What is Achalasia?
Achalasia is a condition in which the ability and function of the esophagus as a driver of food or drink entering from the mouth to the stomach is lost.
This health disorder is very rare, but can be experienced by anyone, children and older persons as well as men and women.
What is esophagus?
Esophageal is a term for the esophagus taken from Greek.
The esophagus is a muscular tube connecting the throat and stomach in vertebrates.
The main function of this esophagus is to help so that food and drinks that enter through the mouth can be pushed into the stomach perfectly.
Meanwhile, when achalasia occurs, the lower esophageal sphincter or LES (lower esophageal sphincter) remains in a closed condition in the swallowing process.
The lower esophageal sphincter itself is a valve that is at the end of the esophagus, which, if the condition is closed when a person swallows, then automatically food will accumulate unable to enter the stomach.
This is what then triggers various symptomatic conditions ranging from food that is not digested perfectly, vomiting food that cannot enter the stomach, heartburn, chest pain, until weight loss is quite drastic.
Achalasia is a condition when the esophagus loses its function as a pusher for food that enters the mouth to reach the stomach.
Facts about achalasia
- Achalasia is classified as a rare health disorder with an estimated case of 1:100,000 per year, but in Indonesia itself there has not been found a clear prevalence.
- According to a report from the Cleveland Clinic, every year in the United States, there are approximately 3,000 people who experience achalasia where the majority of sufferers are older persons.
- Achalasia can occur regardless of gender, race or age, but a study over the past 16 years in the United States showed that the average achalasia patient was under 65 years old with racial minorities.
- Outside the United States, achalasia cases per year are only about 0.1 to 1 per 100,000 people.
- Achalasia is more at risk experienced by people aged between 30-60 years, while found only 2-5% of achalasia cases occur in children aged 16 years and under.
Types of Achalasia
Achalasia is divided into three types of conditions, according to the manometric pattern, namely
In type I achalasia, the condition is characterized by impaired relaxation of the esophagus.
Not only that, in this type of achalasia is also the esophagus dilated with very minimal pressure.
In type II achalasia, the main sign of this condition is that the entire esophagus is under pressure.
But for type II conditions, the prognosis is known to be the best because the possibility of being effectively treated with therapy in the form of LHM (Laparoscopic Heller Myotomy) or PD (Pneumatic Dilatation) is greater than types I and III.
In type III achalasia, it focuses on the part of the distal esophagus that undergoes spastic contractions.
And if type II achalasia is still possible to treat with certain therapies, it is known that type III achalasia is associated with a fairly poor response to treatment.
Achalasia is classified into three types, type I, II and III where type II is more likely to be treated with pneumatic dilatation or laparoscopic heller myotomy than other types of achalasia.
Causes of Achalasia
The reason why the esophageal nerve cells don’t function properly so that the esophagus fails to carry food to the stomach is not clearly known in the condition of achalasia.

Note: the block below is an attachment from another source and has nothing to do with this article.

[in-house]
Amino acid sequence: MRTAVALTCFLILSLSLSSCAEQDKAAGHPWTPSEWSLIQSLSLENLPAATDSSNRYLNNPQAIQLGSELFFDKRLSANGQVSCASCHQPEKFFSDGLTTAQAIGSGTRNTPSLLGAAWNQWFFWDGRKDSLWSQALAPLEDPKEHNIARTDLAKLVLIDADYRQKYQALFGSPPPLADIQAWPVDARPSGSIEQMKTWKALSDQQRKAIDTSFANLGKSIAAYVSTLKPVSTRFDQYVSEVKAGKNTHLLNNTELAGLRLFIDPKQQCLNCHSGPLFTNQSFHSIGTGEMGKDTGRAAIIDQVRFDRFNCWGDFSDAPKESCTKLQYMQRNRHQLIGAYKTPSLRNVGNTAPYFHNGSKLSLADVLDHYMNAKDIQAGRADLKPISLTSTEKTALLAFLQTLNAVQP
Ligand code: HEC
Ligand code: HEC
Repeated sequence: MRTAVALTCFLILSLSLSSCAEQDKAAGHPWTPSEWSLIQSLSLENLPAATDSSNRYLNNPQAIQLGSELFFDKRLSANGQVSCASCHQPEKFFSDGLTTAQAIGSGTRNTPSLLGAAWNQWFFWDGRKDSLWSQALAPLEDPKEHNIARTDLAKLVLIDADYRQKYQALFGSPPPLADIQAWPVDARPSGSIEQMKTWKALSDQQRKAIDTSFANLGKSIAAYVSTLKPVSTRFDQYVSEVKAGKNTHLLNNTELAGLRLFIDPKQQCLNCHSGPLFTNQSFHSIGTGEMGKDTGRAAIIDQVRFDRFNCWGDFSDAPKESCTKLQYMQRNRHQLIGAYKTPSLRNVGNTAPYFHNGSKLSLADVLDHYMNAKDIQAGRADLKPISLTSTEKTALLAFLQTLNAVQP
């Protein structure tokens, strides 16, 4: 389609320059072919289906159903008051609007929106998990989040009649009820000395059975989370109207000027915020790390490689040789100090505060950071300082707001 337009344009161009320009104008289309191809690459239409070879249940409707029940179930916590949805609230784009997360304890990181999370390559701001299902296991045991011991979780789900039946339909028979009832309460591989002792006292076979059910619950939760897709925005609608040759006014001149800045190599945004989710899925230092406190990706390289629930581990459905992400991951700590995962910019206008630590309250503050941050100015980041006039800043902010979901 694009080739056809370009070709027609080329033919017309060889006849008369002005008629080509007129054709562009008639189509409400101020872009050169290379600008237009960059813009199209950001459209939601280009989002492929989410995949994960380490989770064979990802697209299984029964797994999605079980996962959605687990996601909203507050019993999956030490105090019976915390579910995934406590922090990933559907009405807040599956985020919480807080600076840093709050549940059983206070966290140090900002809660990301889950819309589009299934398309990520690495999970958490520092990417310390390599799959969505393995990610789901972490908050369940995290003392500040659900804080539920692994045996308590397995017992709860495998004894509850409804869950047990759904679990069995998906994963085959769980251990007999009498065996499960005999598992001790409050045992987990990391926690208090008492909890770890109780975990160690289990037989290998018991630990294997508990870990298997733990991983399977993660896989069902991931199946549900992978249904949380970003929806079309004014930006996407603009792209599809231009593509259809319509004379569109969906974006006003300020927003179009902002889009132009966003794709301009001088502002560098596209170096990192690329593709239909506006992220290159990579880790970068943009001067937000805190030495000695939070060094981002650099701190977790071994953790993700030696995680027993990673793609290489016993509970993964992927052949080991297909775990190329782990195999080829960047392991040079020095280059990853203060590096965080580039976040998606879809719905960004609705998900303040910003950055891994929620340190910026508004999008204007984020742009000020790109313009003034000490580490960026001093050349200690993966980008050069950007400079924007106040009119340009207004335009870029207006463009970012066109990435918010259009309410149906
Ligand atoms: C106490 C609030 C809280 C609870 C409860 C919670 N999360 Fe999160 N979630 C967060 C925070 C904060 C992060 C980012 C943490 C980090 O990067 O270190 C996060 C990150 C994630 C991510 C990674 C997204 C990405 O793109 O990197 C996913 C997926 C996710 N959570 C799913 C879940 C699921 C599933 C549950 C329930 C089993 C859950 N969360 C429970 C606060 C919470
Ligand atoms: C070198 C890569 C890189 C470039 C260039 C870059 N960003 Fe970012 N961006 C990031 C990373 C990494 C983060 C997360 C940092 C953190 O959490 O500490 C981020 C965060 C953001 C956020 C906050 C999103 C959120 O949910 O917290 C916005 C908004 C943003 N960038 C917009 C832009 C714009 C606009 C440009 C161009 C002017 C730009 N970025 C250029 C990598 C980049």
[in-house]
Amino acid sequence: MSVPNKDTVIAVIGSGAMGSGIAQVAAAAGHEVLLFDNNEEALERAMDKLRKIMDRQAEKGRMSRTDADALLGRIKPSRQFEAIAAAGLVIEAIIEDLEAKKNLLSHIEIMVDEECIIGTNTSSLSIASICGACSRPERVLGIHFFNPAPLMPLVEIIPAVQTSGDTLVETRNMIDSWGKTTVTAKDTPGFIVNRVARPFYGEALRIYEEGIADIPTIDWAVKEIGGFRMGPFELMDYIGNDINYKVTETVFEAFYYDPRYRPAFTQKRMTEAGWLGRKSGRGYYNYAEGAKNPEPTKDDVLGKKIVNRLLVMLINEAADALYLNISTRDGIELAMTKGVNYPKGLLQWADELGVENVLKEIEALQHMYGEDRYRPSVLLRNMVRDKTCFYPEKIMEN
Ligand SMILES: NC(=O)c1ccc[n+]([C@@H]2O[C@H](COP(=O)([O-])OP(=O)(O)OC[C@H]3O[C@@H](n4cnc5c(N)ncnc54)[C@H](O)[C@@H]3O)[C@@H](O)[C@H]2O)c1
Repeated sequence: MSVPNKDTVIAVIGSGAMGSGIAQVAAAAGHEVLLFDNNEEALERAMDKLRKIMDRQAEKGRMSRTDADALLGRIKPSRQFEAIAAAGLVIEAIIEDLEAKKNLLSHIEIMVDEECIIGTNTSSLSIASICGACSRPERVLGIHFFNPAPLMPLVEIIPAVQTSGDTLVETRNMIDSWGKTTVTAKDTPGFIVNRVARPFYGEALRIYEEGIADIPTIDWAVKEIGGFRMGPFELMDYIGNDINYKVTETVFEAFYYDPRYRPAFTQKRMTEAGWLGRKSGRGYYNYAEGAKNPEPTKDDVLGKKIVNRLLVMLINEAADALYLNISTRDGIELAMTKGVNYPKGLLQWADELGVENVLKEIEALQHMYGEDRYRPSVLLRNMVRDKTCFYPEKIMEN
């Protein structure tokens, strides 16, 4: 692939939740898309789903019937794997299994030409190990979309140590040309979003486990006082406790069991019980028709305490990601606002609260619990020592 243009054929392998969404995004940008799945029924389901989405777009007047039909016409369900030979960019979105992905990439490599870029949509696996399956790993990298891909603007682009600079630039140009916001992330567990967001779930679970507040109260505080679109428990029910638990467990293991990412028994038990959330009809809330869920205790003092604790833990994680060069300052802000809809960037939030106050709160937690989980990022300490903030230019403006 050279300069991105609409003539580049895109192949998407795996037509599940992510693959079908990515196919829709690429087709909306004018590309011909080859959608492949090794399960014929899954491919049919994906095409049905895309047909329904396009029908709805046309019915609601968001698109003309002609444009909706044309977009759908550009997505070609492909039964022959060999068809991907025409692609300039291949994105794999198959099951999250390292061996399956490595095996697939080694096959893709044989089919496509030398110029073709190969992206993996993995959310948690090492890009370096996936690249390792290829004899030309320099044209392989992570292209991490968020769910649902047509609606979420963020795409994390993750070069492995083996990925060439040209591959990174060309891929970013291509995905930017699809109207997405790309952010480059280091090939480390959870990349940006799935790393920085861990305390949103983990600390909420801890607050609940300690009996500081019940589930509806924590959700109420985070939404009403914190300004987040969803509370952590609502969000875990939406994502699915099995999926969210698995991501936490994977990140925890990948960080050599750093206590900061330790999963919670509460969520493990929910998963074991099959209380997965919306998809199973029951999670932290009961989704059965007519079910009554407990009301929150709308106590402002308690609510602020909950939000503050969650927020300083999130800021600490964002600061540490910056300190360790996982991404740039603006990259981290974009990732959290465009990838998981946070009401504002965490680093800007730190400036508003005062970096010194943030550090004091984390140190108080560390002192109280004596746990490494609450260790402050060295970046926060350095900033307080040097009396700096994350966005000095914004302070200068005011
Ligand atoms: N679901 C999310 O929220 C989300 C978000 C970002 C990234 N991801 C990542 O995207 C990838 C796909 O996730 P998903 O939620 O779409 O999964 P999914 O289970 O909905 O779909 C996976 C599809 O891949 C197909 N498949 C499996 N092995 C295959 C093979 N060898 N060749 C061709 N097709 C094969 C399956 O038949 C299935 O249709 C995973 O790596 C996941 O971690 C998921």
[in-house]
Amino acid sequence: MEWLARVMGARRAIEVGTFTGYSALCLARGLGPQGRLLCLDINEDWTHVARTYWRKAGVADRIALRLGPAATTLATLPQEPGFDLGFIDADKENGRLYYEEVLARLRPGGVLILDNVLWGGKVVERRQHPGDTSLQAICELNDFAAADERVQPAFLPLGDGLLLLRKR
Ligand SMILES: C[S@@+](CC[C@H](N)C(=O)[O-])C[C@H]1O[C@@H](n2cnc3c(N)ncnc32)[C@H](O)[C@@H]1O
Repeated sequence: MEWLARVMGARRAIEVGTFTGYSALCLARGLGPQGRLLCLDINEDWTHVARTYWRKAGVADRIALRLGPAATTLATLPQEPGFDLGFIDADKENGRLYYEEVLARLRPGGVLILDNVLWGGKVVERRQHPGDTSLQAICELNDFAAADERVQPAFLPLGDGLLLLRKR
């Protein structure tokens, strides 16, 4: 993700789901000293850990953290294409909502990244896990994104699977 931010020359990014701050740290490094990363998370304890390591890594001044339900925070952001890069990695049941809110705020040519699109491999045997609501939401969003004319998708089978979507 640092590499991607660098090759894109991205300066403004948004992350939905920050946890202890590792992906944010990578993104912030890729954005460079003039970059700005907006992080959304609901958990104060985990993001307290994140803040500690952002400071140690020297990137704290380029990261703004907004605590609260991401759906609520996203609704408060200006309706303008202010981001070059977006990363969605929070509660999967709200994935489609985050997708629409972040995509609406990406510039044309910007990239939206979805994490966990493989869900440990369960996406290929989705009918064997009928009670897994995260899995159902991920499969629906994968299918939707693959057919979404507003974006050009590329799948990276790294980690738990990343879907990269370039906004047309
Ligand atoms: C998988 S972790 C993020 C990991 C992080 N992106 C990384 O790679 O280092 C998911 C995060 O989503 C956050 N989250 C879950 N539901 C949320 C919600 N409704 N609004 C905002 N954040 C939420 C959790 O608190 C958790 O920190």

When the esophageal nerve cells experience a decrease in function, the muscles lining the esophagus do not work normally and the LES or lower esophageal sphincter does not function.
In the process of swallowing food to run smoothly, the LES needs to be in a relaxed state so that food that enters from the mouth and is swallowed can go straight to the stomach.
When food from the esophagus moves towards the stomach, normally the end of the esophagus closes when the LES muscle contracts.
In the case of achalasia, the LES is not in a relaxed state and instead contracts continuously so that food, drink and saliva cannot be swallowed completely.
As a result, accumulation of food and drink occurs in the esophagus.
Even so, there are several suspected factors that can increase the risk of achalasia in a person, namely
- Genetic predisposition (usually achalasia can be passed on by parents with this disorder to their children)
- Certain viral infections.
- Immune disorders or autoimmune diseases.
The main cause of achalasia is still not clearly known, but it is suspected that achalasia may occur due to immune system disorders, heredity/genetic factors, or certain viral infections.
Symptoms of Achalasia
Achalasia is not a health problem that occurs every day or two, because the following symptoms can be experienced for months to years.
- Dysphagia or difficulty swallowing
- Pain in the chest
- Vomiting due to accumulation of food / drink in the esophagus
- Heartburn (feeling a hot, burning and sore sensation in the chest)
- Hard to burp
- Feels full in the throat and feels like there is a lump in the area
- Weight has decreased
- Frequent hiccups
- Throat like constricted
However, people with dysphagia or difficulty swallowing are not necessary and do not always suffer from achalasia.
Dysphagia sufferers generally do not have serious disorders or disorders of their esophagus.
Patients with symptoms of achalasia with difficulty swallowing at first usually don’t really care about it and will only check their condition to the doctor if the symptoms have developed more seriously.
When experiencing symptoms of difficulty swallowing, sufferers just try to overcome it themselves by eating more slowly.
Or, the patient will try to elevate the neck in order to reduce food buildup in the esophagus.
The main symptom of achalasia is dysphagia or difficulty swallowing, but this condition can also be accompanied by other complaints, such as chest pain, coughing, hiccups, difficulty belching, and vomiting.
When the symptoms of difficulty swallowing accompanied by other complaints begin to be felt, it is better to see a doctor immediately to confirm whether the symptoms lead to achalasia.
Below are several diagnostic methods that are generally used by doctors to confirm the diagnosis.
Barium swallow examination is one of the most common screening or scanning methods used by doctors in diagnosing achalasia.
When the doctor takes pictures through an X-ray process, the patient is asked to swallow a thick barium solution.